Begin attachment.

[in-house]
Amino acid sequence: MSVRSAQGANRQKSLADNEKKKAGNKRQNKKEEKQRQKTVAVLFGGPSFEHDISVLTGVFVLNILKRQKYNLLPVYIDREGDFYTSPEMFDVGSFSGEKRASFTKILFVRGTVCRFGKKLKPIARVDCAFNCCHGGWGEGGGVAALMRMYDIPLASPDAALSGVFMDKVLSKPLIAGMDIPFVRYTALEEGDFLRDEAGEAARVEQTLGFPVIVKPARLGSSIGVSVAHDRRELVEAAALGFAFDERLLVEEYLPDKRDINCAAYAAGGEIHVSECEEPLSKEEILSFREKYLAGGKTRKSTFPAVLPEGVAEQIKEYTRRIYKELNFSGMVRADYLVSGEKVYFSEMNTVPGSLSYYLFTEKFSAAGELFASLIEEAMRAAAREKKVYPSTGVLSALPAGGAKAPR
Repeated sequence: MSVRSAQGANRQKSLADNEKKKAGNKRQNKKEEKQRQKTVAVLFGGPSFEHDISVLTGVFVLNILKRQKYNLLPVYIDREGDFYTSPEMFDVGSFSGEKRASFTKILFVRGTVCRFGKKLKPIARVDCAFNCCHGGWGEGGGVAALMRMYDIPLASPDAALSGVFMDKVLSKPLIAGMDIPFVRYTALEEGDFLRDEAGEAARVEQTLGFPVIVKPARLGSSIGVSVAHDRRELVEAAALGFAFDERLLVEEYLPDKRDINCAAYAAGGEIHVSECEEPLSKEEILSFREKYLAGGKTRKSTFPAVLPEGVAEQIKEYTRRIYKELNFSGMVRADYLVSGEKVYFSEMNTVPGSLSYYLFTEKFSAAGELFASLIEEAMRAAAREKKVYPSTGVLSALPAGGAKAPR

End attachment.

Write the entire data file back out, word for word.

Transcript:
[in-house]
Amino acid sequence: MSVRSAQGANRQKSLADNEKKKAGNKRQNKKEEKQRQKTVAVLFGGPSFEHDISVLTGVFVLNILKRQKYNLLPVYIDREGDFYTSPEMFDVGSFSGEKRASFTKILFVRGTVCRFGKKLKPIARVDCAFNCCHGGWGEGGGVAALMRMYDIPLASPDAALSGVFMDKVLSKPLIAGMDIPFVRYTALEEGDFLRDEAGEAARVEQTLGFPVIVKPARLGSSIGVSVAHDRRELVEAAALGFAFDERLLVEEYLPDKRDINCAAYAAGGEIHVSECEEPLSKEEILSFREKYLAGGKTRKSTFPAVLPEGVAEQIKEYTRRIYKELNFSGMVRADYLVSGEKVYFSEMNTVPGSLSYYLFTEKFSAAGELFASLIEEAMRAAAREKKVYPSTGVLSALPAGGAKAPR
Repeated sequence: MSVRSAQGANRQKSLADNEKKKAGNKRQNKKEEKQRQKTVAVLFGGPSFEHDISVLTGVFVLNILKRQKYNLLPVYIDREGDFYTSPEMFDVGSFSGEKRASFTKILFVRGTVCRFGKKLKPIARVDCAFNCCHGGWGEGGGVAALMRMYDIPLASPDAALSGVFMDKVLSKPLIAGMDIPFVRYTALEEGDFLRDEAGEAARVEQTLGFPVIVKPARLGSSIGVSVAHDRRELVEAAALGFAFDERLLVEEYLPDKRDINCAAYAAGGEIHVSECEEPLSKEEILSFREKYLAGGKTRKSTFPAVLPEGVAEQIKEYTRRIYKELNFSGMVRADYLVSGEKVYFSEMNTVPGSLSYYLFTEKFSAAGELFASLIEEAMRAAAREKKVYPSTGVLSALPAGGAKAPR